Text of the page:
The bulk of Joseph Anton is about Rushdie’s 13 ‘plague years’ under the fatwa. But its first two chapters focus on the 42 years he lived in freedom: on his childhood in Bombay and at Rugby School, his education at Cambridge, his surprisingly successful career as a copywriter, and the publication in 1981 of Midnight’s Children which allowed him to become a full-time writer. This section of the memoir considers the stories he and his family told to make sense of themselves. His father, for instance, had adopted the surname ‘Rushdie’ in homage to the 12-century Spanish-Arab philosopher Ibn Rushd, who translated the works of Aristotle into Arabic. Anis Rushdie, a Cambridge-educated lawyer, admired Ibn Rushd’s opposition to Islamic literalism. Neither he nor his wife were particularly religious people, and raised their four children – Rushdie, their only son, was born in 1947 – to think critically about Islam and its history.

Rushdie comments that ‘Without his father’s ideas and example to inspire him’ The Satanic Verses ‘would never have been written.’ This novel, which was partly an attempt ‘to criticise and historicise’ Islam’s origins, was the product of this upbringing. It was also shaped by Rushdie’s own attempts to cope with being a migrant, an outsider. At Rugby, he ‘created his first fictions’ in his letters to his mother, describing an idyllic boyhood, whereas, in fact, his Indian-ness and his brown-ness meant that never really fitted in at school.

Despite initial misgivings about returning to Britain after completing his A-Levels, at Cambridge in the late ’60s he found a way of fitting in. He also ‘found out about the satanic verses.’ These describe an incident when the Prophet Muhammad was tricked by the Devil into announcing that it was permissible for Muslims to worship three winged goddesses. Later, realising his mistake, the Prophet expunged the incorrect ‘satanic’ verses. The young Rushdie thought ‘Good story’ and used it, twenty years later, as the basis for another story.

With Midnight’s Children, Rushdie became fully part of a literary world. As a young copywriter, he had felt ‘Envy, resentment, longing, and despair’ at his colleague Fay Maschler’s stories about her friendships with writers – feeling utterly excluded from a world he desperately wanted to enter. Winning the Booker Prize in 1981 established him as a writer a worth taking seriously. So it was as a successful author – as a literary ‘insider’ – that he turned to the experience of migrancy for The Satanic Verses.

Ironically, the fatwa simultaneously emphasised his position both as an insider and as an outsider. One of the most common criticisms of his police protection was that he was insufficiently ‘British’ – and had done too little – to deserve the protection provided to him by the state. The question of who he was – British, Indian, a writer, an emblem of the struggle for free expression, an enemy of organised religion – was brought into focus by the fatwa: hence his need to reassert who ‘he’ - not ‘Rushdie’, ‘Salman’ or ‘Joseph Anton’ - was.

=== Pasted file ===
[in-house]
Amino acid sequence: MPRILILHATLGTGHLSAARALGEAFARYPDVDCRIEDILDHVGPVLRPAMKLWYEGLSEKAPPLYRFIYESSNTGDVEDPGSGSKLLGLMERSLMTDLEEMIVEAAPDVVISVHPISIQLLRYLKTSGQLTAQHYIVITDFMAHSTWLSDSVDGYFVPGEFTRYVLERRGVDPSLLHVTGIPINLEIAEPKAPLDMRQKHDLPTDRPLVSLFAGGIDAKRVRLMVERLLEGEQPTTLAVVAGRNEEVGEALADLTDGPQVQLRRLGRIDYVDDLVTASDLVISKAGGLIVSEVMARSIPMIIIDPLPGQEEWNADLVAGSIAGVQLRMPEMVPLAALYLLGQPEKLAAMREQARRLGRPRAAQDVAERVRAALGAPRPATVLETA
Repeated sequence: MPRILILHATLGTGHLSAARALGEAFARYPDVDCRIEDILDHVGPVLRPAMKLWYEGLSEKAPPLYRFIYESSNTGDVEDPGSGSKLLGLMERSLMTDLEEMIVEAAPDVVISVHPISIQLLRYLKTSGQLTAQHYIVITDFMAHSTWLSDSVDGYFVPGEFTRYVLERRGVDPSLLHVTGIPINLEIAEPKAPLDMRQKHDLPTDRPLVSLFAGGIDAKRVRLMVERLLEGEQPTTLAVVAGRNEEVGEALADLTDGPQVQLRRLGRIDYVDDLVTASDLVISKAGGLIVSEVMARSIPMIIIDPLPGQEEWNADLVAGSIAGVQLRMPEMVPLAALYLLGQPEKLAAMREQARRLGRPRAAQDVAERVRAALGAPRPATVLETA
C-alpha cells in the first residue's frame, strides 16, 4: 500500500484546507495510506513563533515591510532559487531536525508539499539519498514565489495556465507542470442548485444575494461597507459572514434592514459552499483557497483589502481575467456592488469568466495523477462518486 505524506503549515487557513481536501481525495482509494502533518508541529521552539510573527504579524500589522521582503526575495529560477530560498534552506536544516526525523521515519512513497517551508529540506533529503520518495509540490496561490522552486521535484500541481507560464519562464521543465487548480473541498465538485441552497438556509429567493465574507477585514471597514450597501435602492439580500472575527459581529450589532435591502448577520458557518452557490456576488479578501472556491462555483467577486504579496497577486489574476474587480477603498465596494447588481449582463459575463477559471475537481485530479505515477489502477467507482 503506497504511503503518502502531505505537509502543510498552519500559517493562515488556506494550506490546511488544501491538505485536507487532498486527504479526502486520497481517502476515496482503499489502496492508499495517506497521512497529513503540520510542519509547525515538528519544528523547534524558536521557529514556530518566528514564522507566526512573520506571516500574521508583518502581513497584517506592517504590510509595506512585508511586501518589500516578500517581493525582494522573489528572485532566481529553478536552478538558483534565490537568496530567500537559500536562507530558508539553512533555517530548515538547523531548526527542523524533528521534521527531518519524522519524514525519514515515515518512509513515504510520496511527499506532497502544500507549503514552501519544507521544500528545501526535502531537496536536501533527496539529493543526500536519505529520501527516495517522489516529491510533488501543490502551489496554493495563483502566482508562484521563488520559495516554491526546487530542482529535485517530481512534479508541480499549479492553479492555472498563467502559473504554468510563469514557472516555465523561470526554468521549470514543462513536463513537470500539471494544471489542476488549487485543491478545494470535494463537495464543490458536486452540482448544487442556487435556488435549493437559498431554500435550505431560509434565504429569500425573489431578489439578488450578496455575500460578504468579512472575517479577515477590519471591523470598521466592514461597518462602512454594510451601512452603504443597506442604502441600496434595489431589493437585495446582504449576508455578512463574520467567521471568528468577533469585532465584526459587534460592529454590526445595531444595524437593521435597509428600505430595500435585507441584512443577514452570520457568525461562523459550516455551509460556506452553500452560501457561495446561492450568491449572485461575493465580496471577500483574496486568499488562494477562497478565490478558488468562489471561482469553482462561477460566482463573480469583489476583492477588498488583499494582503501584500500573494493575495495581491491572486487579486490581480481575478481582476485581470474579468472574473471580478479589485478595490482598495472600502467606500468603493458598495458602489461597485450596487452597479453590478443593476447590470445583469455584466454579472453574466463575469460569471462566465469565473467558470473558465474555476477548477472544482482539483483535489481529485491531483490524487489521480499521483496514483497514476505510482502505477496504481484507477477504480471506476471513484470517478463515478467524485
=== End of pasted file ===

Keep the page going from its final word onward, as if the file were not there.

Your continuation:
Unsurprisingly, he turned increasingly to the one country that consistently welcomed him: from his meeting with Bill Clinton in 1993, to the police- and surveillance-free summer holidays he and Elizabeth took there (‘their annual shot in the arm, the time that gave them the strength to survive the rest of the time’), America represented acceptance and freedom. With the revocation of the fatwa in 1998 Rushdie moved to New York. By this stage, paradoxically, the fatwa had brought him a kind of celebrity. Rushdie has become not only a member of the literary establishment – with friendships with Paul Auster and Siri Hustvedt, Martin Amis, Christopher Hitchens, Don DeLillo, and others – but of the entertainment world too. He lunched with Warren Beatty. He attended a party at the Playboy Mansion. Carrie Fisher tried to set him up with Meg Ryan.

His relationship with Elizabeth West having fallen apart – they divorced in 2004 – his new partner and, then, wife, Padma Lakshmi, manifested all of Rushdie’s ‘millenarian illusion’. Free and in America, he met Lakshmi, a model and television presenter, at a New Year’s Eve party at the turn of the millennium, at the foot of the Statue of Liberty. The marriage lasted until 2007; the episode is the least edifying part of Rushdie’s memoir. Joseph Anton concludes with the 2001 attacks on the World Trade Centre – an event which Rushdie argues is the logical outcome of the attacks of free speech by Islamic fundamentalists which began with The Satanic Verses. Throughout the memoir, he makes the point that his was not the only novel to fall foul of book-burners and religious zealots.

This long, dense opus is Rushdie’s ‘huge unscreamed scream’, a riposte both to the Iranian authorities and other supporters of the fatwa, as well as those in Britain who wanted him to grow ‘fat and pale’ in hiding. In 1991, coming to terms with the fact that the fatwa would not end soon, Rushdie told himself: ‘Joseph Anton, you must live until you die.’ In 13 years under the fatwa, he arguably achieved more than he had during the previous 42 years: he married twice and divorced three times; he raised two sons; he travelled to the United States, Australia, Central and South America, and Europe; he published four novels, an anthology of Indian writing and a collection of his own essays. He became a seasoned campaigner for free expression.

But Joseph Anton is also an impassioned homage to the value of storytelling. As Rushdie struggles and then, in America, comes to terms with his own hybrid, migrant identity, he argues that part of the significance of the novel form is that it demonstrates that the human self is ‘heterogeneous not homogeneous, not one thing but many, multiple, fractured and contradictory’:

All writers and readers knew that human beings had broad identities, not narrow ones, and it was the breadth of human nature that allowed readers to find common ground, and points of identification….

What literature does is to ‘open the universe’ – it encourages openness, and understanding, and sympathy.

Given the frequently bizarre nature of life in hiding, it was fitting that Rushdie’s first account of the fatwa was a fantasy written for his, then, ten year-old son Zafar. In Haroun and the Sea of Stories (Granta, 1990), the eponymous hero journeys to the Land of Gup and the Sea of Stories to help his father, a storyteller (‘the Shah of Blah’, the ‘Ocean of Notions’) whose stories dry up after his wife runs away with their neighbour.

He finds that the Sea is being polluted by Khattam-Shud, the fanatical leader of the silent, black-clothed Chupwalahs, the enemies of the chattering, talkative Guppees. The novel answers Khattum-Shud’s accusation: ‘What’s the use of stories that aren’t even true?’ When Haroun wonders why the Guppee army is allowed to criticise its leaders’ plans, his guide, Butt the Hoopoe answers: ‘but what is the point of giving persons Freedom of Speech … if you then say they must not utilise same? And is not the Power of Speech the greatest Power of all?’